Chrysler Motors at the 1939 New York World’s Fair

January 4, 2011


I’ve had an interest in the 1939 New York World’s Fair ever since as a child I came across a paperweight that my grandmother had depicting the Trylon and Perisphere that were the inescapable symbols of that fair. The Trylon was narrow triangular 610 foot tall tower that sat next to the round Perisphere, 185 feet in diameter. I’ve read books about it and even a DVD of silent color film footage taken there (more than anything else this gives you the feeling of what it was actually like to stroll along the broad avenues that housed the various exhibit halls.

There’s another reason for my interest and that’s because this World’s Fair introduced a polarized, Technicolor, stop-motion animated 3D movie, directed by John Norling. The film was called “In Tune with Tomorrow” and  it was a centerpiece of the Chrysler Pavilion. In 15 minutes you watched a 1939 Chrysler Plymouth being assembled from parts that – without human intervention – danced and hopped into place. (The 1939 version was in B&W, for the 1940 edition it was color and the name was changed to “New Dimensions”). A 2D version used to be available online but has been removed. For more details check out the Iowahawk web page here.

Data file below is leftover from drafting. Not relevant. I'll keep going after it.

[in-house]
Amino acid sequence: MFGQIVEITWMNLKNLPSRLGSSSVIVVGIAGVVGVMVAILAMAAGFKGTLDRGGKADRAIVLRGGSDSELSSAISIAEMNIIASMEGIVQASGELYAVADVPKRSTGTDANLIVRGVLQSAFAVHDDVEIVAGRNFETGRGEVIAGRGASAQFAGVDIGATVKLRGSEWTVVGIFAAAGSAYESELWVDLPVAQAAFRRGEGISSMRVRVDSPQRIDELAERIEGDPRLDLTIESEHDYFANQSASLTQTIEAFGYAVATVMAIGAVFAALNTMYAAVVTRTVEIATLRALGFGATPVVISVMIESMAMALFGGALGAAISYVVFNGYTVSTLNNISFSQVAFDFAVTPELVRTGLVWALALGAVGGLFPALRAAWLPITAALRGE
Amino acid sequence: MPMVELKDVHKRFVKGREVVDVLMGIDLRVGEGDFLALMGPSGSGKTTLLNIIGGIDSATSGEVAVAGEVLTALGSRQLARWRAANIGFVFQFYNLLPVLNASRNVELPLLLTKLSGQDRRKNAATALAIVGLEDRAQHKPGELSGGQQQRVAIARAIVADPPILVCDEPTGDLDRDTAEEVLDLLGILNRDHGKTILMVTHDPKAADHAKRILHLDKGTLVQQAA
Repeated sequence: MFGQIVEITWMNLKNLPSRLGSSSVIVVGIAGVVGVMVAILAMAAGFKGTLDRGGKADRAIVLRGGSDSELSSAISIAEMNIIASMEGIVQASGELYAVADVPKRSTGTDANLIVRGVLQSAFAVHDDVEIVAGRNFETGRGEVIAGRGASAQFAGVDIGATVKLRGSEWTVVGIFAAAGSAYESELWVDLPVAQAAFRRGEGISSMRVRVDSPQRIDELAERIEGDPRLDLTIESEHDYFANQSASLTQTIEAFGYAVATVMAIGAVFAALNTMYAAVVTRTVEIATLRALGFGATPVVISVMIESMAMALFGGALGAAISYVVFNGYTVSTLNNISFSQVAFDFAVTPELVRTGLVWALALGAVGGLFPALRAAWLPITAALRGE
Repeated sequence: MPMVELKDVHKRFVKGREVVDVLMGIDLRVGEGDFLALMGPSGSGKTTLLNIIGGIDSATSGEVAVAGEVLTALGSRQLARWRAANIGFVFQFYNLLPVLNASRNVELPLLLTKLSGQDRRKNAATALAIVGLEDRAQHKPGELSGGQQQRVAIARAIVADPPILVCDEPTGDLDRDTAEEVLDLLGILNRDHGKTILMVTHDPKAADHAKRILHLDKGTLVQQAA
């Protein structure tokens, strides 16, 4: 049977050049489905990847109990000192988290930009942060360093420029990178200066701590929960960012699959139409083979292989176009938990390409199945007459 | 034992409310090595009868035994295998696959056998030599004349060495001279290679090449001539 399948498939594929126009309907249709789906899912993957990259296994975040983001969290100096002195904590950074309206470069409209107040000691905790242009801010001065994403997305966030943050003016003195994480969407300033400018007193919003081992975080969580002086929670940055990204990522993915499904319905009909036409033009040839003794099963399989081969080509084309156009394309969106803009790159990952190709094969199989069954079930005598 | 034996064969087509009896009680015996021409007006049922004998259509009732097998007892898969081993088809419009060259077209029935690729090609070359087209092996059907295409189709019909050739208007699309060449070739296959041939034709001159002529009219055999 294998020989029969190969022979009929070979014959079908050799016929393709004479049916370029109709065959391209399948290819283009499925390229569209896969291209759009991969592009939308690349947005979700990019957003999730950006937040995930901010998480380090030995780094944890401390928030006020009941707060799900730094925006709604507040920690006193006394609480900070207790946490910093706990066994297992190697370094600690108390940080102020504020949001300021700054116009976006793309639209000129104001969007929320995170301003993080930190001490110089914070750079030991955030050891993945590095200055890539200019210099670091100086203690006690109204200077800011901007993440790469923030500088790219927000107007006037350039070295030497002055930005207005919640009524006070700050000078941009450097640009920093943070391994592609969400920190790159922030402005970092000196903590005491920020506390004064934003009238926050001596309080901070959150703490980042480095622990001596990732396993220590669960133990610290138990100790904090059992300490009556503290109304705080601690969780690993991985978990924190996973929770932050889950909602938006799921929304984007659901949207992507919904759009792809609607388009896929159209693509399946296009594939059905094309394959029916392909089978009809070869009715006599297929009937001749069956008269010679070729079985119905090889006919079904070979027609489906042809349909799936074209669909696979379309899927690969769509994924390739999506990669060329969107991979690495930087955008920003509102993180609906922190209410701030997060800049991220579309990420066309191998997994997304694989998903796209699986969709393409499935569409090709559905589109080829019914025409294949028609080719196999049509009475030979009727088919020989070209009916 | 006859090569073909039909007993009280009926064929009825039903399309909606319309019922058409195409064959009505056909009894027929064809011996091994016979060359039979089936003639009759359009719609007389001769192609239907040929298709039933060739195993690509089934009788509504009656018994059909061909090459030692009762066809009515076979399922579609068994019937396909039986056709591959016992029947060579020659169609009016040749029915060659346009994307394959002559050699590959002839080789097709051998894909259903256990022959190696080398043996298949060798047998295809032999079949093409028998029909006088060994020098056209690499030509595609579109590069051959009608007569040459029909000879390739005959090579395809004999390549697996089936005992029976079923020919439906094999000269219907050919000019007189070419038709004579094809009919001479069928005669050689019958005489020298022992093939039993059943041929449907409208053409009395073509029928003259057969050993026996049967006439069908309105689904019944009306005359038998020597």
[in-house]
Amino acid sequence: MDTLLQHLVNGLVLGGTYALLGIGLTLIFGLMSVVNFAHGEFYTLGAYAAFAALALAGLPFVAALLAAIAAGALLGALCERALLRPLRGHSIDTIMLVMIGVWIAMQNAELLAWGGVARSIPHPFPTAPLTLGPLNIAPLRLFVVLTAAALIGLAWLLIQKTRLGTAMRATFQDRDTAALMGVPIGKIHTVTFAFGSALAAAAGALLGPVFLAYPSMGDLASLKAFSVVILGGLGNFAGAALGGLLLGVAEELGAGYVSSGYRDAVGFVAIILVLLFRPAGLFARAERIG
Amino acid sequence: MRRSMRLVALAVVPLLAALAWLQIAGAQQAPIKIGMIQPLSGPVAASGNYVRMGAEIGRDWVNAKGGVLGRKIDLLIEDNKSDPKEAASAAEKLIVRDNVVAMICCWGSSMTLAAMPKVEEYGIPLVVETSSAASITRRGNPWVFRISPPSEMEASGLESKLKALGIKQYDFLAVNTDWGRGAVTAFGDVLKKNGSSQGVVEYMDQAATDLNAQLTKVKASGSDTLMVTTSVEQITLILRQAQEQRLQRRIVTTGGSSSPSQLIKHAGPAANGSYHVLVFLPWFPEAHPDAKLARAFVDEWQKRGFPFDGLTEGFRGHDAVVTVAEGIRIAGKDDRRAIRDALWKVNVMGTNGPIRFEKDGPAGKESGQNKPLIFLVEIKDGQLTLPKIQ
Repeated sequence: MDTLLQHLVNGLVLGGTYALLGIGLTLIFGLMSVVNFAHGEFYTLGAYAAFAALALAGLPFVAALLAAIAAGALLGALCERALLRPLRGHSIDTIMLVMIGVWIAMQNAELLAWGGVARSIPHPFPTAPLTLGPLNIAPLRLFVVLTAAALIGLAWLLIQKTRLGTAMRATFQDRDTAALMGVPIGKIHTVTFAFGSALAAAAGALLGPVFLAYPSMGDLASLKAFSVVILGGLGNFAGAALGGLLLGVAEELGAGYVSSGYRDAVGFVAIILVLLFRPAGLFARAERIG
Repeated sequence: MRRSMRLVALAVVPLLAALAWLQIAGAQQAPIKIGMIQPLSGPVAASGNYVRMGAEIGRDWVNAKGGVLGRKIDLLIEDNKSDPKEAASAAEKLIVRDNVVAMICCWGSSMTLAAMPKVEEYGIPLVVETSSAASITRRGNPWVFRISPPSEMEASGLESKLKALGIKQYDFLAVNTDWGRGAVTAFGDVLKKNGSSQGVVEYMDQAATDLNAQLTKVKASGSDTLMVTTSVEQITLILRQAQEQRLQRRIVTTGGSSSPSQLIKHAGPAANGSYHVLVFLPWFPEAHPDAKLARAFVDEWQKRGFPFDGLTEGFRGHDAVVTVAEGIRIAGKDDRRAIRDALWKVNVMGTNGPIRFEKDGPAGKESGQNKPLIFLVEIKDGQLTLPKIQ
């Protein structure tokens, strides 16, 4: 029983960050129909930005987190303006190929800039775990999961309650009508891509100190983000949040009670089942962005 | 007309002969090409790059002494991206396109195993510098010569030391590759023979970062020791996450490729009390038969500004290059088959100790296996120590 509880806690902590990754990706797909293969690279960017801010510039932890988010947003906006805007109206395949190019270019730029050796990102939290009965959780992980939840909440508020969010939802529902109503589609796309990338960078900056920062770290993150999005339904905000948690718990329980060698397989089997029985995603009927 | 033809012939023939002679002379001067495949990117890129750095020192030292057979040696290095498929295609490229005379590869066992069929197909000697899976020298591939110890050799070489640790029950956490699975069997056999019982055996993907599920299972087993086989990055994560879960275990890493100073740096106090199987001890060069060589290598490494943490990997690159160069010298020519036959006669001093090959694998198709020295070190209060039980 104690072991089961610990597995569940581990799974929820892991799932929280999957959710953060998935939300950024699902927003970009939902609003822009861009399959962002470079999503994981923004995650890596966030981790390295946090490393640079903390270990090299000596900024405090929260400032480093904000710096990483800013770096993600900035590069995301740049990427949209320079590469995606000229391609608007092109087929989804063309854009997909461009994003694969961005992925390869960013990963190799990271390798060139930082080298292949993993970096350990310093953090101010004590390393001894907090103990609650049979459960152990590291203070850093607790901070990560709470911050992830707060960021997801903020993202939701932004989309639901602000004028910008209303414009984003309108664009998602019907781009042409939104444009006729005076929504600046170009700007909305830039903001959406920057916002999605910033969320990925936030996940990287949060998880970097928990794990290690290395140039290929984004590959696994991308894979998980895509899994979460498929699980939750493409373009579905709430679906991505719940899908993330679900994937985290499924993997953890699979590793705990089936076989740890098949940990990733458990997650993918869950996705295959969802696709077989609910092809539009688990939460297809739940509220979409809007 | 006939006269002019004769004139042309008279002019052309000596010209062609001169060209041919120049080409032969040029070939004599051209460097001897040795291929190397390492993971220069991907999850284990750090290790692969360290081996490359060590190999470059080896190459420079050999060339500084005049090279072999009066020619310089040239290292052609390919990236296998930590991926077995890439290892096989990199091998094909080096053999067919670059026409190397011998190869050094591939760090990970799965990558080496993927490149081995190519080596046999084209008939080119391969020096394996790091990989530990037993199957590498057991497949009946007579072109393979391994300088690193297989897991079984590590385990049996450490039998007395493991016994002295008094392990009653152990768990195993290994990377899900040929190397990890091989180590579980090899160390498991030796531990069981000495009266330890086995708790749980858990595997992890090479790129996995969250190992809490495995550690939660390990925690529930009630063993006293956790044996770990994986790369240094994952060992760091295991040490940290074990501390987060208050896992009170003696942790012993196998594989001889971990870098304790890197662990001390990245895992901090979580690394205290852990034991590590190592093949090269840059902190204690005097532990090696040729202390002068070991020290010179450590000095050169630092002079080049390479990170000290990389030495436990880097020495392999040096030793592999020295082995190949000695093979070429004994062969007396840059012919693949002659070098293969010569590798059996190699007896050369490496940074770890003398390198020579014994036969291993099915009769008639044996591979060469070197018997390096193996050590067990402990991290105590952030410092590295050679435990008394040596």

Periodically, 3D seems to surface due some specific technical advance, briefly capture the attention and imagination of the public and then slip off the radar again, derided as just a ‘gimmick.’ Right now it seems we are in the midst of the biggest 3D revival the world has yet seen with mainstream Hollywood films, animated and live action, being produced, 3D capable television sets and video game consoles for sale, along with the first twin-lens 3D digital cameras for consumer use (the Fuji W1 and W3).

While stereoscopic 3D imagery will always be interesting to me, it remains to be seen if the current passion for 3D becomes a permanent evolution in mass media, or will once again fade out of the mainstream and become a niche interest of a small number of dedicated hobbyists.



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